While it is true that the military has practices that wouldn't necessarily work well in the civilian world, we could all take some direction from military leaders on how to lead our teams.
I have to admit something here: I've always been a little afraid of the military's harsh, regimented image. This perception was always colored by movies about insanely cruel drill sergeants. But the older I get, and the more I see the meaning of the term political correctness pushed past the point of common sense, the more I see the benefits of military leadership. Here are some hard-and-fast military leadership practices that, in my opinion, could use some corporate prime time:
Leading by example
Military leaders know that setting a good example is the best way to mold the behavior you want to see in subordinates. (Note: I don't really like the word subordinates in civilian arenas. It sounds demeaning to me, even though I know it's meant to indicate a work hierarchy and not a personal judgement, but I just can't warm up to using a prefix that means below or beneath when referring to corporate staff. However, for the purposes of this blog, which discusses military leadership, I will refer to staff members as subordinates.)
There's no better way to garner the respect of those who look to you for cues about work ethic than to have a great one yourself. Nothing kills the spirit of a team faster than a leader who sees himself separate from and above the standards he sets for them.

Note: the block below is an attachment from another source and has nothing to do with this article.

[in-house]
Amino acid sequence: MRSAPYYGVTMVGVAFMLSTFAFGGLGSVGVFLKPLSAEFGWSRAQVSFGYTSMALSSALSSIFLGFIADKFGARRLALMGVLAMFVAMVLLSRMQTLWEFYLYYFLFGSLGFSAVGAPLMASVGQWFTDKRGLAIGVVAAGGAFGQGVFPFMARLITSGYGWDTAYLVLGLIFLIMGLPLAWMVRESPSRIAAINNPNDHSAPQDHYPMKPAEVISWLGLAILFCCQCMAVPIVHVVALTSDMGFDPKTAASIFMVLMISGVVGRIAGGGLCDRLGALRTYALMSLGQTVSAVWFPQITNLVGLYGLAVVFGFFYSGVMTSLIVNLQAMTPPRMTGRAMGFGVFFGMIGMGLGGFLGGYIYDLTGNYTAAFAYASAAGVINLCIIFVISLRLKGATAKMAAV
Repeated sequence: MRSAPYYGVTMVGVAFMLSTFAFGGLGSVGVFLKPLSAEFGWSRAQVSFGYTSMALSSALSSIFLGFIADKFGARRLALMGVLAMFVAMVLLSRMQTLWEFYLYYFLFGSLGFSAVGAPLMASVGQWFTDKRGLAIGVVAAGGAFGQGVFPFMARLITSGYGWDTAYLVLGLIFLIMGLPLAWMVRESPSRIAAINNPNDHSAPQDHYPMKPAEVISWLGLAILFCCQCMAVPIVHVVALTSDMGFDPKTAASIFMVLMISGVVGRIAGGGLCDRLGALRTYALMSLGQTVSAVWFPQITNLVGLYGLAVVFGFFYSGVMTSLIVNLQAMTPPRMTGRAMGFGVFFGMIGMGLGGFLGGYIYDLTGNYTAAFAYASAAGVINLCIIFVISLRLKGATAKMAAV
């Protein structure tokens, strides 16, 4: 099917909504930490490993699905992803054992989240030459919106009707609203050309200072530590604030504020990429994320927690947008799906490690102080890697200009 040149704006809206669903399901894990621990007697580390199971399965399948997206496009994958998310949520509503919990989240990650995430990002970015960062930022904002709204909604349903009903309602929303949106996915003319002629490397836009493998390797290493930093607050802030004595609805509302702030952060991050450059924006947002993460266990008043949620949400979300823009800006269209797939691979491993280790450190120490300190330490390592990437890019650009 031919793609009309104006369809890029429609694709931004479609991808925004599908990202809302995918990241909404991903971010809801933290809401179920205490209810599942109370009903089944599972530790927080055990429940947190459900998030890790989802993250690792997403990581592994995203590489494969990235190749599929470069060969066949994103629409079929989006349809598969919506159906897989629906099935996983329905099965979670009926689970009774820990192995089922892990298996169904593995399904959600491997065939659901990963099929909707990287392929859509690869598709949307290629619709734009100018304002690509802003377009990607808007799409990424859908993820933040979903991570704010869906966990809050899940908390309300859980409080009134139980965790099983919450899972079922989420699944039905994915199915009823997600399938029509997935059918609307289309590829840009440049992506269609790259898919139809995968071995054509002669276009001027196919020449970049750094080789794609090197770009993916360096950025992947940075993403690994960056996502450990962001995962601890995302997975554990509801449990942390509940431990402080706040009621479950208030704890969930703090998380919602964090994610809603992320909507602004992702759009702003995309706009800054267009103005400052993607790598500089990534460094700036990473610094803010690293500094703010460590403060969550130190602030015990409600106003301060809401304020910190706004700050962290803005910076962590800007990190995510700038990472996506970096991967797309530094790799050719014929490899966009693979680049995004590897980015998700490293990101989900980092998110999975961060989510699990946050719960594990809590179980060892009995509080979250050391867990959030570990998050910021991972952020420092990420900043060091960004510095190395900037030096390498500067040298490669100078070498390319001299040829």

With the military, there is obviously a lot more at stake than corporate profit. The ability of a group of people to work together and to trust each other can mean the difference between life and death. But there are lots of other tangible benefits of great teamwork, including greater efficiency, clearer role sets, and an infusion of different ideas into a process.
This is where it seems to me that the corporate world is most deficient, and many of the communication issues stem from the top down. Leaders should share the vision with everyone who has a role in making it happen.
No sugar coating
In the military, if someone is exhibiting a pattern of behavior that could be detrimental to him or to his peers, that person is told about it. Military leaders are working to build better people. If honest appraisals make that happen, then more power to them. None of the corporate HR double-talk that has arisen due to a fear of lawsuits or hurt feelings. If someone misses deadlines on your staff, then just say it. Don't try to "soften the blow" by saying, "Deadlines were missed." I'm not suggesting you get in an employee's face and scream like a drill sargeant, but give that person an opportunity to correct the unacceptable behavior.
Being explicit with expectations
It may be drilled into their heads, but military personnel understand what is expected of them. And again, this is easier to do in that case because the repercussions are more black and white. You don't do your job in a situation of conflict and someone could die. But good managers can and should make expectations clear (and not just "make us more money") in the corporate world.
Maybe this is a naive way of thinking, but wouldn't it be nice if corporate employees could wear ribbons or medals indicating their accomplishments in the field? Actual recognition for an achievement that might otherwise be forgotten about months down the road? Maybe it would be harder for executives to lay off older workers if those employees had rows of medals on their lapels.
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Toni Bowers is Managing Editor of TechRepublic and is the award-winning blogger of the Career Management blog. She has edited newsletters, books, and web sites pertaining to software, IT career, and IT management issues.